Some things never change. Some things do.
Miranda was half a year ago, strange as it seems. They’re not shook of it yet, not quite. They’re landed on a border planet, like they always seem to be, and they’re…quiet. Tired, worn down, ready for a rest.
The Alliance hadn’t reacted real well to the news, and there were rumblings of another rebellion on the horizon. No one knew, yet, what was gonna happen. Well, River might know, but she wasn’t telling. Or at least, telling where anybody could understand. She’d been better, much better, after Miranda. But slow and sure, the madness had crept back in. Miranda, it turned out, wasn’t the only huge and horrible secret eating away at her mind. The Alliance men she’d met had held other secrets in their heads, too big and ugly and wrong to know like River knew. She was still mad, still — they didn’t use the word crazy. They said “touched” or “mad” or “strange” or “funny turned,” if it was Jayne talking.
But some things changed. Zoe’s belly started to swell. Kaylee and Simon felt like they could touch in front of her now. Mal and Inara, well, they were back to the start again. And Jayne had been calm around River ever since Miranda, treated her just fine. He understood, he’d say if anyone asked him, what it was like to have secrets that ate you up inside. No one asked what he meant. No one asked a lot of things, anymore.
Some people asked some things, though.
“When did you read that poem?”
“The one about the albatross.”
He looks at her, and like always there’s enough hidden meaning in that gaze that she could almost swear it was a language, like he’d come from a world where you weren’t allowed to speak your mind and you had to communicate through codes and glances and half-truths. And the funny part (without being funny, the sad part, really) was that it was the other way around, because Sihnon had been full of secrets and Shadow had been free and open. But here they sat anyway, trying not to say anything and trying to say everything, like always.
“My ma had some books.” He looks back to the incomprehensible jumble of papers in his hands. “One of ‘em had poems in it, just old stuff. I always liked the one about the albatross, about sailin’.”
“What other poems were in the book?” Her voice doesn’t shake, not a bit, and if it takes every last bit of training to keep her face blank then it was all worth it.
“One about a vase, and another about some flowers. They weren’t near as interesting.” He shrugs, like it’s nothing.
“No, the one about sailing was your favorite right off.” She smiles, one of the smiles that means she’s teasing but from a place of affection — most people can’t see the differences, but sometimes he can.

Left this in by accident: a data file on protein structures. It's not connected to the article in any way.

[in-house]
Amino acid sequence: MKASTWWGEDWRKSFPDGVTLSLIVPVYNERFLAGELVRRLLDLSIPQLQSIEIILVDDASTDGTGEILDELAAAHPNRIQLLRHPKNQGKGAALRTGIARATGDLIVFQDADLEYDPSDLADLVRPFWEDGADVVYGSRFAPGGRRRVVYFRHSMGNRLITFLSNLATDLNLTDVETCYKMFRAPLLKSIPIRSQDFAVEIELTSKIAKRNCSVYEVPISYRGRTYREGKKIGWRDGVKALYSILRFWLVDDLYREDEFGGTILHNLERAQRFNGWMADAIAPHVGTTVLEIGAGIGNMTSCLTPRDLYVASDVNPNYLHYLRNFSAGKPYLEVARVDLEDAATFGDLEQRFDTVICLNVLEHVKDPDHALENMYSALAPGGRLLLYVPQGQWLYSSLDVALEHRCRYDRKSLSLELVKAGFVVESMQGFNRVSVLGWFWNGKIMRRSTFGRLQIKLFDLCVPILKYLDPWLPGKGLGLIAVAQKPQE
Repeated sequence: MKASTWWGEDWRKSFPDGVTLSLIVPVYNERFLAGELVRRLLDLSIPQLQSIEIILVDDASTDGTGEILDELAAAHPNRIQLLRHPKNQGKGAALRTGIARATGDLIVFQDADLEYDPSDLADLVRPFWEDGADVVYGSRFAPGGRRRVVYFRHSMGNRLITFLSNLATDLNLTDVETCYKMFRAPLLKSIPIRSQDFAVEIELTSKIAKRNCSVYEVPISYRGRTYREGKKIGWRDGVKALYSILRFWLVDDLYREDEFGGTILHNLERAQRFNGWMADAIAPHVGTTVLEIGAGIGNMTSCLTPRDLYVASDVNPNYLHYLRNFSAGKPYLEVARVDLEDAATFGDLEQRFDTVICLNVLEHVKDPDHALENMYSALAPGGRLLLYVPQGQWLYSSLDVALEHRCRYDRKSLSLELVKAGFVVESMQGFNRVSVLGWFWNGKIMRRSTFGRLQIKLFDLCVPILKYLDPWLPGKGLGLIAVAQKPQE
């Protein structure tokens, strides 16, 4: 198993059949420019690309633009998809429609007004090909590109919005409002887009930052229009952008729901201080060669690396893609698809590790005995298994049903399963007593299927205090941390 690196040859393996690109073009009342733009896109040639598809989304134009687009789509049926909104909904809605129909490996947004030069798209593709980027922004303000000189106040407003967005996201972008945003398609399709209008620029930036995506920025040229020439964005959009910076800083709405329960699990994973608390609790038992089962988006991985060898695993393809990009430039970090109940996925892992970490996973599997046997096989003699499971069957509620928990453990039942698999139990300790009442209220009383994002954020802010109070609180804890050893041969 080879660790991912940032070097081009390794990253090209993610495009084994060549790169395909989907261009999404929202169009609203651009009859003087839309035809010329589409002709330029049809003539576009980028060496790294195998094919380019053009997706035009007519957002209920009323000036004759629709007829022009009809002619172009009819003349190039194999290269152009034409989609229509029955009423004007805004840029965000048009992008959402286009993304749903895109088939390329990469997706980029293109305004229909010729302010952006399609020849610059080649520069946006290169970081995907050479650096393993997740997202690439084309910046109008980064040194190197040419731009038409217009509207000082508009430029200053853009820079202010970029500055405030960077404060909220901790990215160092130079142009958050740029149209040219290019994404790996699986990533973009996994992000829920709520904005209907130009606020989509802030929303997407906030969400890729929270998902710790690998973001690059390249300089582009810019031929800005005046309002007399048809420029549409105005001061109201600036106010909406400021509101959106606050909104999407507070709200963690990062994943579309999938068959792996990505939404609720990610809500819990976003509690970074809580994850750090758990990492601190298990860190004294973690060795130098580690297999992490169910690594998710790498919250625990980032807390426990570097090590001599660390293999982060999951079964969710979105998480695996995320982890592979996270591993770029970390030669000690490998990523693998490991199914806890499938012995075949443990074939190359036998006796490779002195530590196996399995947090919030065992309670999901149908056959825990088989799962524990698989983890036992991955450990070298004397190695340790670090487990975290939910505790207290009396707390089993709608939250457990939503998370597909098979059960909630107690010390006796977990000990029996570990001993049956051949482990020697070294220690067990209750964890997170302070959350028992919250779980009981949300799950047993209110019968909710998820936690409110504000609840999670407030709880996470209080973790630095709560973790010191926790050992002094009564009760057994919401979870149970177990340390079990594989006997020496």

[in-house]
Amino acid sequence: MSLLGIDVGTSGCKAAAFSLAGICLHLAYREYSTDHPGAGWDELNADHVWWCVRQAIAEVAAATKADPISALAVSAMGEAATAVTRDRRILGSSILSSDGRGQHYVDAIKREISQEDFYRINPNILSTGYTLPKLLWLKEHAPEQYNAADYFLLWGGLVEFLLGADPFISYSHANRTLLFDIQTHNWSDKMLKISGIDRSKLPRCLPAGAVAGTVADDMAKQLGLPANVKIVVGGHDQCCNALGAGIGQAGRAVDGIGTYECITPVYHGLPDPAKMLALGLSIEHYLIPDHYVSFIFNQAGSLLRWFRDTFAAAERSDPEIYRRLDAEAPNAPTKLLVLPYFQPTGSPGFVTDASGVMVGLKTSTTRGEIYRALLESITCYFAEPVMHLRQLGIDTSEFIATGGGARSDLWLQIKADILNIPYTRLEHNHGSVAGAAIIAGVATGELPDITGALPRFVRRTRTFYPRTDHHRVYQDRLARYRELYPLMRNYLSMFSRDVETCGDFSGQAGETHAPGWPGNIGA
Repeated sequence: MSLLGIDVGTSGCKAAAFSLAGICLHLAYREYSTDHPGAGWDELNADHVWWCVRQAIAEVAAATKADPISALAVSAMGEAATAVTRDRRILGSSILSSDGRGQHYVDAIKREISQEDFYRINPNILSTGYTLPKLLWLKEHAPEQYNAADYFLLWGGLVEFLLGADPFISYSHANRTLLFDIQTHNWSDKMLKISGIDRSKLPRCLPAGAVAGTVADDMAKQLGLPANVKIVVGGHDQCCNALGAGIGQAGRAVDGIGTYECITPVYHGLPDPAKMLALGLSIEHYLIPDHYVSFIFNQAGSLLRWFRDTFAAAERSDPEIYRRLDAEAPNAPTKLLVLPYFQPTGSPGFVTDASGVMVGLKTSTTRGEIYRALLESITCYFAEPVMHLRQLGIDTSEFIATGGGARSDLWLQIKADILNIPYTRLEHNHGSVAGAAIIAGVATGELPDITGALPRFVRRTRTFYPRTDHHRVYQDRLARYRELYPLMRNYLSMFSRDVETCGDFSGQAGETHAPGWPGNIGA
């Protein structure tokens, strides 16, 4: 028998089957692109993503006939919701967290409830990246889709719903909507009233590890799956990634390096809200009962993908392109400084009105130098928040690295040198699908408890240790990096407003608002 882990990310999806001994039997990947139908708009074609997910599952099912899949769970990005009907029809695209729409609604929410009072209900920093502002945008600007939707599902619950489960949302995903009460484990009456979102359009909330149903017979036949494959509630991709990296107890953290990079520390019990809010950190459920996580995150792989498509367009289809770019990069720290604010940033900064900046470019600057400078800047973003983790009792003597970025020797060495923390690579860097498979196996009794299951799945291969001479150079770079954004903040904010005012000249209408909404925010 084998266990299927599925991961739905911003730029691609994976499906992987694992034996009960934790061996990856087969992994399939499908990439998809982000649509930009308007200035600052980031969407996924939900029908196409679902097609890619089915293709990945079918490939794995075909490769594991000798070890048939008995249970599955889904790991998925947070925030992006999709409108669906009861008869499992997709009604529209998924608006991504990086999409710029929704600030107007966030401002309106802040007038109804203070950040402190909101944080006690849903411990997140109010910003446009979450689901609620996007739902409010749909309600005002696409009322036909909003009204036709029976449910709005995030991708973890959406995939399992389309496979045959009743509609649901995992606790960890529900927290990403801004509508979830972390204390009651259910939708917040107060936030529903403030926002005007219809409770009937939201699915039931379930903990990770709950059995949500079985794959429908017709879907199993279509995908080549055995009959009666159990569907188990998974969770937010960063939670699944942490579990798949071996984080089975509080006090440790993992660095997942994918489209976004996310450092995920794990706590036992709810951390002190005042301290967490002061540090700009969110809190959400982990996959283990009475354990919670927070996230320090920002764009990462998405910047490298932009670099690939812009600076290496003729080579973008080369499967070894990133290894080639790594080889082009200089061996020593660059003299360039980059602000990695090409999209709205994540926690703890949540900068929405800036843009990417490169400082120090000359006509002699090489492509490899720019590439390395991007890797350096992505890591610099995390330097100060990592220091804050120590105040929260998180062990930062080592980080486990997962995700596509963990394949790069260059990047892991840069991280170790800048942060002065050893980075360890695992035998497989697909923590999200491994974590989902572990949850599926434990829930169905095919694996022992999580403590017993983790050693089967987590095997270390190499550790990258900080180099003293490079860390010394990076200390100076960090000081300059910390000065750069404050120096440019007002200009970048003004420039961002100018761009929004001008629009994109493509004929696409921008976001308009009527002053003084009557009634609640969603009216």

He smiles back.
“Jayne, what’s your ma’s name?” Kaylee had oohed and ahhed over that night’s protein, like it was some good meal instead of a block of nothin’.
“Why you wanna know?” He growled, but before she could answer, said, “Radiant. Mattie’s my sister, and my other sister’s Jules.”
“She’s the one who married that fuyu offworlder, right?” Kaylee says through a mouthful of mush.
“Yup.” Jayne picked over his protein, thinking idly of the way Book had managed to make it almost taste like food. “Jules always was the pretty one.”
“Where’d you grow up again?” Zoe frowned at her plate of protein and pushed it away.
“Why’s it ‘get to know Jayne’ day on this ship?”
“Come on, Jayne, I’m bored. Cap’n’s out talkin’ to Inara and Simon took River to see the cows and I’ve shined every bit of metal on Serenity ’till I can see my face in it.”
“Yeah, Jayne,” Zoe said with a smile, “tell us a story.”
He made a face, but no one could ever tell Zoe no, not anymore. “Fine. One story, an’ then I’ll be in my bunk and y’all can entertain yourselves.” The ceiling of the kitchen didn’t have anything written on it, but he stared at it like that might have changed in the last few seconds.
“Damplung’s what Mattie’s got. Ain’t nowhere near as bad as Bowden’s, but it’s not nothin’ neither. On Jimson we’re not miners or nothin’. Mostly ranchland, a few little towns, but there’s all this dust. The ‘formin’ didn’t quite take, and it’s hard to keep green on the ground long enough to keep it there. So one day Ma took Mattie to see a doctor, some big-city kid earnin’ his stripes. He told Ma to keep Mattie still and keep the dust out the house.” Jayne let out a chuckle.
“But Mattie, she’s a real fighter, and she keeps runnin’ around with the neighbor kids, kickin’ up dust and trackin’ it in the house, and so Ma tore into her about it. And Mattie, she’s layin’ in bed with a rag on her face, just sayin, ‘Yeah, Ma, there’s no dust in space anyway,’ ‘cause she wants to be a space pilot.”
“So is it cows in particular, or all animals? That you feel this connection to, I mean.” Simon looks only marginally more comfortable out of the ship than in.
“That’s good, then, that they’re here, right?”
A noncommittal noise.
“We should really get back to the ship, River, they’ll be wanting to leave soon.”
A long silence.
“River, wait, don’t just—wait up!”